Brown's Dream
Artist: Gaither Carlton and Doc Watson
1:43
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13
Down South Blues
Artist: Dock Boggs
3:16
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14
Knoxville Blues
Artist: Sam McGee
2:30
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15
Have a Feast Here Tonight
Artist: The Stanley Brothers
3:11
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16
Riley
Artist: John Davis and the Georgia Sea Island Singers
2:08
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17
Buck and Wing
Artist: Jesse Fuller
1:21
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Disc 2 of 3
01
Hell Among the Yearlings
Artist: Arthur Smith
1:46
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02
Amelia Earhart's Last Flight
Artist: The Greenbriar Boys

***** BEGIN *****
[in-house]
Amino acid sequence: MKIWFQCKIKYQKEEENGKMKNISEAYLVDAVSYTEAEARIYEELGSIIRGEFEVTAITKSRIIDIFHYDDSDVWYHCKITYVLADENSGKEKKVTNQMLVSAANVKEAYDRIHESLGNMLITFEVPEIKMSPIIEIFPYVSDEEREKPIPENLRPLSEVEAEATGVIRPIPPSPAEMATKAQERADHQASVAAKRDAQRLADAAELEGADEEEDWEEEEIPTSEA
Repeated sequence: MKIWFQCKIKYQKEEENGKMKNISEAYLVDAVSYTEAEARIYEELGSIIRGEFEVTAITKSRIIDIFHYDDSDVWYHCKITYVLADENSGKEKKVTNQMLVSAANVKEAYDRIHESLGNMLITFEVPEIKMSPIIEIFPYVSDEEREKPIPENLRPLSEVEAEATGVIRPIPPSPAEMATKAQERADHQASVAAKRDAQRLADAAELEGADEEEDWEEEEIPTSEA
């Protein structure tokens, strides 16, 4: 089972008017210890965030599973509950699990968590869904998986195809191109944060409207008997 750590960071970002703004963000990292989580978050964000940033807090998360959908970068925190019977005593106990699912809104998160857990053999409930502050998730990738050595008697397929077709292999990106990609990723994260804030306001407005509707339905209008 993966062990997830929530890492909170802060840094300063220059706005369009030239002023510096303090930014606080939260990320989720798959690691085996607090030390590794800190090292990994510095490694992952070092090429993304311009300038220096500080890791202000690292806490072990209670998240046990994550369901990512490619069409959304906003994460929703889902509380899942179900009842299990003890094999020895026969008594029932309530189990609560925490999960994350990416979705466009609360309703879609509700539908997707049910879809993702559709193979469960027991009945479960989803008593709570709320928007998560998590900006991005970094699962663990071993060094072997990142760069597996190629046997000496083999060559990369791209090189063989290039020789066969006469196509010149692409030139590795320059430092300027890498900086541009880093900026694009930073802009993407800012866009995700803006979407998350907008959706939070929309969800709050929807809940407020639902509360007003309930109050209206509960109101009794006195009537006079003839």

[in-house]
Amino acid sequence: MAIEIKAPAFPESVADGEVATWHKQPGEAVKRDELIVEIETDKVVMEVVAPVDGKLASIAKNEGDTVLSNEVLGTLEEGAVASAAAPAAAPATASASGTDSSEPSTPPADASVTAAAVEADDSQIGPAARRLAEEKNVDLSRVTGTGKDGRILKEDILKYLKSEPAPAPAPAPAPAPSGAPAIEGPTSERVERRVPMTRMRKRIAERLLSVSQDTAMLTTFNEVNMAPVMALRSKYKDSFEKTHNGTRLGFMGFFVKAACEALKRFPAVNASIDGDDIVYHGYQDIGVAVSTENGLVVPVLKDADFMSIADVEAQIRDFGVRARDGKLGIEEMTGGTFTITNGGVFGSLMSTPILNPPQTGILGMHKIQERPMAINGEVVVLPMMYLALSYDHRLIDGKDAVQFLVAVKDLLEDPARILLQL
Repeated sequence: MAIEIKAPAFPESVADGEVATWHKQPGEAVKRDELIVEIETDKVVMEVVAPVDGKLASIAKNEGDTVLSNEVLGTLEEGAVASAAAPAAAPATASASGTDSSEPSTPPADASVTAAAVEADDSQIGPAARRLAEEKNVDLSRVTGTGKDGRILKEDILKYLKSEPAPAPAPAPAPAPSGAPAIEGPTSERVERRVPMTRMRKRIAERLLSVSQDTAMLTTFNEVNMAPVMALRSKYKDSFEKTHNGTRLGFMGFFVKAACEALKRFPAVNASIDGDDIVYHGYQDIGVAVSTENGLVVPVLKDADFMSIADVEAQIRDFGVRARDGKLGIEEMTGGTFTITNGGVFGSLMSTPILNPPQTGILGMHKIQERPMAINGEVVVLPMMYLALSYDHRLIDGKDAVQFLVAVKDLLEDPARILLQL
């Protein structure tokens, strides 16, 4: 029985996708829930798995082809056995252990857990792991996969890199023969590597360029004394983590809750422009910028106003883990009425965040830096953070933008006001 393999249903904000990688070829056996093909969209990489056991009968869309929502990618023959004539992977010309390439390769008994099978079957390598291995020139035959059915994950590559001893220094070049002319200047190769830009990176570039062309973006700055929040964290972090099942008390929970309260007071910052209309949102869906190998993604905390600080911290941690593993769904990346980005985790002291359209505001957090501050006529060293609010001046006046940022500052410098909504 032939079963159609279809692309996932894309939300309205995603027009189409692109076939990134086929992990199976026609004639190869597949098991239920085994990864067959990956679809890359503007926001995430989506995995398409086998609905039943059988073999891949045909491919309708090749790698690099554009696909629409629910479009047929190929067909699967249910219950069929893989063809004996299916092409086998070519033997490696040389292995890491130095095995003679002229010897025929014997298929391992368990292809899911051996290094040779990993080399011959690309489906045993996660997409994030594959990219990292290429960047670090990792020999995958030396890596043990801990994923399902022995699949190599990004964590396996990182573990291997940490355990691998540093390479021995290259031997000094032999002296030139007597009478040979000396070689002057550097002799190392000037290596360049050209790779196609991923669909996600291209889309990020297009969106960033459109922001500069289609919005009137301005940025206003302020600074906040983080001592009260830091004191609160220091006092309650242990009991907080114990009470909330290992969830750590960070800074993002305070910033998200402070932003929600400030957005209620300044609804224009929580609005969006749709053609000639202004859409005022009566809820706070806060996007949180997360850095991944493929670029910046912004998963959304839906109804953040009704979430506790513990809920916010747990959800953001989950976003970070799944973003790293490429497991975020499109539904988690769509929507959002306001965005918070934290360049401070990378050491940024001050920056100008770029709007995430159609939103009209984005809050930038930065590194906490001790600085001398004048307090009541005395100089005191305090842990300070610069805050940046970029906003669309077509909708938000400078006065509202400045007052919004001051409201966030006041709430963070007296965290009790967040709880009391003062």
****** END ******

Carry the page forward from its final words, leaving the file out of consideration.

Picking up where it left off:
3:46
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03
The Brakeman's Blues
Artist: Bill Monroe and His Blue Grass Boys
2:32
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04
Foggy Mountain Top
Artist: Maybelle Carter
2:06
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05
Hicks' Farewell
Artist: Doc Watson
5:00
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06
Jordan is a Hard Road to Travel
Artist: The New Lost City Ramblers
2:42
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07
Write Me a Few of Your Lines
Artist: Fred McDowell
2:53